Before voting, Council heard from BPS and PBOT leadership as well as business leaders and advocates for the Green Loop.

Art Pearce, PBOT’s policy, planning and project manager, pointed out how the Green Loop will help the City achieve its Vision Zero goals. “The majority of Portland’s high-crash bicycle intersections are in the Central City as well as some of the high-crash intersections for pedestrians," he stated. “The Green Loop will emphasize those streets, making it a safe and inviting route around the Central City."

Pearce also talked about how the Green Loop can help resolve conflicts between freight trucks, pedestrians and cyclists in and around the Central Eastside.

Susan Anderson, BPS director, emphasized community support and enthusiasm for the Green Loop. "Today,” she began, “we want to focus on a segment of the Green Loop where we think the first projects are likely to happen – in the Rose Quarter and Lloyd District. There are investments already planned for this area, including the Sullivan's Crossing Pedestrian and Bike Bridge. Potential partners such as Go Lloyd, Albina Vision Trust and others make this a really strong candidate as a place to start."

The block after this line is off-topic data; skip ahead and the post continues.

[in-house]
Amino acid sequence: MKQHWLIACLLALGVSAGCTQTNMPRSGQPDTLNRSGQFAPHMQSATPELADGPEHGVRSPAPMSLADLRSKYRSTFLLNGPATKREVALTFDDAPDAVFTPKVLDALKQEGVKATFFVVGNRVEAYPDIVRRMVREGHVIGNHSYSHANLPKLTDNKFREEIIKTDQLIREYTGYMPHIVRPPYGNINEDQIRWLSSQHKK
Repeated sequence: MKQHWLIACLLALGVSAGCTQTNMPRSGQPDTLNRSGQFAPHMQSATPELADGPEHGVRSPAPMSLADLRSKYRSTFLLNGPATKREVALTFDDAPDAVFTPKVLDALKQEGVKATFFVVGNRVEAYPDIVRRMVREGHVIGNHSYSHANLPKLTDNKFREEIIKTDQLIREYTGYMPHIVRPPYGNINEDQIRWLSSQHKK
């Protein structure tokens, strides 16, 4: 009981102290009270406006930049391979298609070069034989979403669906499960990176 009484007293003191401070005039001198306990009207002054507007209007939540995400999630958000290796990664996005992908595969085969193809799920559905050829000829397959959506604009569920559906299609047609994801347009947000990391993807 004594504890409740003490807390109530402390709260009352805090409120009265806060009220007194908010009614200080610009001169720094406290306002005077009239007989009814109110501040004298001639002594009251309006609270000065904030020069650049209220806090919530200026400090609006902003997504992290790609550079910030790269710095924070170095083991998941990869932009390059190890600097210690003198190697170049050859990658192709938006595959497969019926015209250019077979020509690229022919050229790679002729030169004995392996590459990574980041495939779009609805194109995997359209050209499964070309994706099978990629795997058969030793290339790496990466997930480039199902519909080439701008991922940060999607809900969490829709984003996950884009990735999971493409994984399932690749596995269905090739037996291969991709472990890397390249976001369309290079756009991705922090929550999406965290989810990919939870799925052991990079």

Go Lloyd’s Administrative and Transit Program Manager Jenny Taylor said, "The Green Loop will help create stronger connections to our inner eastside and downtown neighbors; encourage our interested-but-concerned population to choose active transportation; and help make us a safer, healthier and more livable community.

“In addition,” she continued, “by making Lloyd the first neighborhood to receive investment in Green Loop, you get Go Lloyd as a partner in promoting it.... We are prepared to work with the City and all of our partners to make the Green Loop a long-term success for Portland."